Making IT Amazing
Why do we have the paradox that instead of improving agility and cohesion, ‘enabling’ more flexible working patterns, the opposite can be the case with IT investment?
Instead of better information flow, for example, access to relevant data is more complex, while any expected reduction in the operational costs of the business fail to materialise.
The implications are increased vulnerability, as well as an impact on effectiveness, an increased difficulty in remaining competitive and being on the same wavelength as their customers. For a report being researched and written by DECISION magazine for HB Tech, companies consider what they need to address if IT is to deliver key objectives.
This is one of the papers to be published in the report.
Southampton Freight Services
WE’RE A FIFTH of the way through the twenty-first century and still flying cars are years away from becoming a reality. Where science-fiction may have been overly optimistic in its predictions, scientists too have had cause to be a little red faced about their pessimism. “Heavier-than-air flying machines are impossible,” said eminent physicist Lord Kelvin in 1895, only to be proven wrong just eight years later.
Similarly ten years before Neil Armstrong took his infamous small step, the U.S. Postmaster General proposed that rockets would be employed for mail delivery before they’d ever be used to get Man on the moon. Although these modifications are yet to me made – and we still haven’t seen swarms of drones dropping our mail-order packages to the front door – this is not to say technology hasn’t fundamentally changed the process of sending goods from A to B.
“My brother and I have been reminiscing about this recently,” says Ross Negus, “Twenty-three years ago when the business started, we wondered if we would even have a telex machine! I can remember when basic mobiles came into mainstream. Then came the smartphones and emails on your device, and suddenly you’re reachable at home. One of our agents in Norway had an HTC mobile phone with one of those ‘qwerty’ keypads, and I remember being amazed!”
As managing director of Southampton Freight Services, Negus recognises that the work-life balance is a key consideration when it comes to technology. “Freight forwarding has always been a twenty-four/seven industry, but now with IT it’s really a twenty-four/seven industry. I regularly receive out-of-hours WhatsApp messages by clients, partners and colleagues, and I’ve even had a client contact me on Facebook Messenger before now.”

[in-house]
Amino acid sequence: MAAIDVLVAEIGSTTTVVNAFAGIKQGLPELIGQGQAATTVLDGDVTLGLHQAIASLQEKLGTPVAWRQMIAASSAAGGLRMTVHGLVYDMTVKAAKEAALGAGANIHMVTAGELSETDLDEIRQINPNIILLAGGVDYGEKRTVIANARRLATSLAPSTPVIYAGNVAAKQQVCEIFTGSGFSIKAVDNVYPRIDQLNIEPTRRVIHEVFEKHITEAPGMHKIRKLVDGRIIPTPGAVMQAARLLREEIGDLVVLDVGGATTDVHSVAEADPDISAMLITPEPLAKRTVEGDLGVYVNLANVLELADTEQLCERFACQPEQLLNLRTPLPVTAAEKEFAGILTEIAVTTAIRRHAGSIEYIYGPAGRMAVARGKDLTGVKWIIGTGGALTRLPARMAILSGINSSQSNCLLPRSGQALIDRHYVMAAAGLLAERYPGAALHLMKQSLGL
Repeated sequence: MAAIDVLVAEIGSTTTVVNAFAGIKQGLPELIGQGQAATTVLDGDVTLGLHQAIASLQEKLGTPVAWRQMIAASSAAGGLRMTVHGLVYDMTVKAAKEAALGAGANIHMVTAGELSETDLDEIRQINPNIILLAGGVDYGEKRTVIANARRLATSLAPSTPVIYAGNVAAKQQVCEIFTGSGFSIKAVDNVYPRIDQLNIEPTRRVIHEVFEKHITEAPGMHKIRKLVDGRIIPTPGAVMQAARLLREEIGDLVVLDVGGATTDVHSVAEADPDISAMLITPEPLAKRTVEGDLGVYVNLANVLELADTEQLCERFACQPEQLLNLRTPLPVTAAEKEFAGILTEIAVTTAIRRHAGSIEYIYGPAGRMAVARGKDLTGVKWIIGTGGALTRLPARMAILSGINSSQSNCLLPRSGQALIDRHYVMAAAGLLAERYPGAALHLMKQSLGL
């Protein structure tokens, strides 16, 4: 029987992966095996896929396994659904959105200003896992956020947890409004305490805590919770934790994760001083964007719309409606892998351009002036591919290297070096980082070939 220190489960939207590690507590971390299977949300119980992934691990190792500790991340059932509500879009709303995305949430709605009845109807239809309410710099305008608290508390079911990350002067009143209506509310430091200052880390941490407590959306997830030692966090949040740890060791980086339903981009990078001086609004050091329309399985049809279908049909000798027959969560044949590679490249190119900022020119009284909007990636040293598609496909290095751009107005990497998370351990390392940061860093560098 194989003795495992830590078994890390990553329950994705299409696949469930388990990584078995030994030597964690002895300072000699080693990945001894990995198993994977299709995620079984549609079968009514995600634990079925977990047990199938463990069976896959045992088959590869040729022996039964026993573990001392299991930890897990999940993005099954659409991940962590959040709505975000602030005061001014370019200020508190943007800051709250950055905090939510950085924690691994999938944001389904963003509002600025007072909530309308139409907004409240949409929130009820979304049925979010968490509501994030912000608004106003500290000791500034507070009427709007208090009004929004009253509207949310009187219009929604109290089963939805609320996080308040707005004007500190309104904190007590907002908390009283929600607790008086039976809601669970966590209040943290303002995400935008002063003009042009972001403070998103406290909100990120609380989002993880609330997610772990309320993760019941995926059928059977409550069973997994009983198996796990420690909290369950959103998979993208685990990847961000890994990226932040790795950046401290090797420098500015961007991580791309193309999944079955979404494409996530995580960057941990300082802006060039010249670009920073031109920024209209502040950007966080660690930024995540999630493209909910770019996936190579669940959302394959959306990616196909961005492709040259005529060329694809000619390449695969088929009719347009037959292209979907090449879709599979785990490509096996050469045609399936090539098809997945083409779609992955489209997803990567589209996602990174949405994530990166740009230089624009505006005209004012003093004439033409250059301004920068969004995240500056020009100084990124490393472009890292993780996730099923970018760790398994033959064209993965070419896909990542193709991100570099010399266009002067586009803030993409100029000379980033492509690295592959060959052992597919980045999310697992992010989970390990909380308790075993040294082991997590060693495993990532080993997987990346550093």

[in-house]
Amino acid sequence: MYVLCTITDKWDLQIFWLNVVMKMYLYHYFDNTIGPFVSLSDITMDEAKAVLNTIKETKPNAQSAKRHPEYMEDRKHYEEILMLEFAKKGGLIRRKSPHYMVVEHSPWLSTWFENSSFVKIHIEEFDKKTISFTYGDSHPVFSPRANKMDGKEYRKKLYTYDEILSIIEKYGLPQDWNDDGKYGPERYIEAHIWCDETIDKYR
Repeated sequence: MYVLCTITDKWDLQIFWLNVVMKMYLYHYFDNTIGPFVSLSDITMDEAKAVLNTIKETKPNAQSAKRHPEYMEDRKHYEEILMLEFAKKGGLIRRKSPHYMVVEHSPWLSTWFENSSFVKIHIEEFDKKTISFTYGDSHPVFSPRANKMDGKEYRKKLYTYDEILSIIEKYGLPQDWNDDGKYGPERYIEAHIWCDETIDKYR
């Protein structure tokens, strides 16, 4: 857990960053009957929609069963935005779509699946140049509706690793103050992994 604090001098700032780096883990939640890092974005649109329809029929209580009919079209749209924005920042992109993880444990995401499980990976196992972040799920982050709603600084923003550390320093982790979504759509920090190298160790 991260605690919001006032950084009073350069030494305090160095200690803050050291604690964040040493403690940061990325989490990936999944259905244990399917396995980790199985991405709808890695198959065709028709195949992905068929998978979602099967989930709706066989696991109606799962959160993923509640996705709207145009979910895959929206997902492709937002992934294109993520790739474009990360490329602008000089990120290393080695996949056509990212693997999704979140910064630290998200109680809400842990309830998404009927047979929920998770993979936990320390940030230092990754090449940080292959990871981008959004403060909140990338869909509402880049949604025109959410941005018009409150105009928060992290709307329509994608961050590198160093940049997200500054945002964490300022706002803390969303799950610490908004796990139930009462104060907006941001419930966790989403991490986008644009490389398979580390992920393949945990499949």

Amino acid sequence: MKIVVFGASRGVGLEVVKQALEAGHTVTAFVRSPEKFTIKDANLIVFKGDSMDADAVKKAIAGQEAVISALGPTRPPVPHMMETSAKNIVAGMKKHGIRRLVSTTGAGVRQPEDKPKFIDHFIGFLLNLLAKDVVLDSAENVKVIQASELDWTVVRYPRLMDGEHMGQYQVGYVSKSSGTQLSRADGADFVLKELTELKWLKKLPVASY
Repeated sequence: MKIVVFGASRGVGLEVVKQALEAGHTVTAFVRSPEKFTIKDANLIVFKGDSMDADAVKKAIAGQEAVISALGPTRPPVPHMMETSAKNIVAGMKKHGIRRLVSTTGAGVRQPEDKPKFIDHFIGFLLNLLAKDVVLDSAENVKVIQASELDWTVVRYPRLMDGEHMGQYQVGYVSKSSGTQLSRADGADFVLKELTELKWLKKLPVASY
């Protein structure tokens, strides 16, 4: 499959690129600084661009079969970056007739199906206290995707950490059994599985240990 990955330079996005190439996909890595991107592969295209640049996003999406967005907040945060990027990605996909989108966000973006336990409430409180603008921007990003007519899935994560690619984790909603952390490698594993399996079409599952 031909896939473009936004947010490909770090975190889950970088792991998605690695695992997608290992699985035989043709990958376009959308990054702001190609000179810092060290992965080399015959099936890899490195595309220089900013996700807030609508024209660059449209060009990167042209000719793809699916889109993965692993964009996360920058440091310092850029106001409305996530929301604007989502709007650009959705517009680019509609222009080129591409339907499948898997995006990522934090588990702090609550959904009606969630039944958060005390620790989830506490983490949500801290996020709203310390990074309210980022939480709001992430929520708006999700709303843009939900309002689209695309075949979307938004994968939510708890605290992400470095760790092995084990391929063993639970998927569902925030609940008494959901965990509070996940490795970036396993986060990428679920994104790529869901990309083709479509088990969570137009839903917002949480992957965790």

When it comes to IT systems in the workplace, however, Negus believes it’s important to find the positive impacts of technology, embracing it where it can help to fill in the gaps. “We’re having meetings with an IT company who designs software platforms, to look at our options for creating a central hub with all of the services we need.”
He explains the idea is to have their freight, courier and accounting software running alongside their customer relationship management (CRM) system. “Off-the-shelf CRM software is very expensive and basically it does things we don’t need it to. We want to design a simple service which does what we need and does it well.” But as engineers of any kind will tell you, simple is hard.
“I just wanted something which gives me more control, which gives me the basic information about our clients – giving us all the shipment data in one place from different platforms and holding info on birthdays for instance, but it’s been very hard to find.” He says a user dashboard for each department on one platform would be the dream. “We want to have something that our teams will buy into, which has cool graphics about where we’re delivering to, and reflects the atmosphere of the company where people can still have banter between departments.
On the CRM side the biggest challenge is updating information. At the moment, we’re using a lot of different systems, around five or six individual systems which we have to update independently.” He has seen first-hand how costly technological frustration can be to staff. “We have workers here who’ve left our larger competitors as a direct result having to run between several different systems.”
The blueprint for their new customer relationship management system is £10,000. “If they said it was £100,000 to design and build, and it did everything we wanted, I’d be willing to go for it. I know it would pay us back over time.” But he quickly adds the timing of introducing any new technology into the workplace is critical.
“When we introduced Datafreight 2, a new upgrade, we tested it for a year in every department to make sure it ran without fault. When we launched it, it functioned from day one and there haven’t been any complications because we were prepared.”